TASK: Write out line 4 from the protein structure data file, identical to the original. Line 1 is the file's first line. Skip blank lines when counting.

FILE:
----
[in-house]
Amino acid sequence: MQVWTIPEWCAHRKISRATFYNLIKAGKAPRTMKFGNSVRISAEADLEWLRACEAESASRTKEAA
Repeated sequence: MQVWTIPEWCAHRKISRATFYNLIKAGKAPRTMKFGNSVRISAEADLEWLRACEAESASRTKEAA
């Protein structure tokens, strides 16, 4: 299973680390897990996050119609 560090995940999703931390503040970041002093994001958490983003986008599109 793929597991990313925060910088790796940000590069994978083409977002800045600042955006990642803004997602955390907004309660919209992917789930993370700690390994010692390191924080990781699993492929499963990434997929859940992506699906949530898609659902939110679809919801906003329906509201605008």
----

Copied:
């Protein structure tokens, strides 16, 4: 299973680390897990996050119609 560090995940999703931390503040970041002093994001958490983003986008599109 793929597991990313925060910088790796940000590069994978083409977002800045600042955006990642803004997602955390907004309660919209992917789930993370700690390994010692390191924080990781699993492929499963990434997929859940992506699906949530898609659902939110679809919801906003329906509201605008």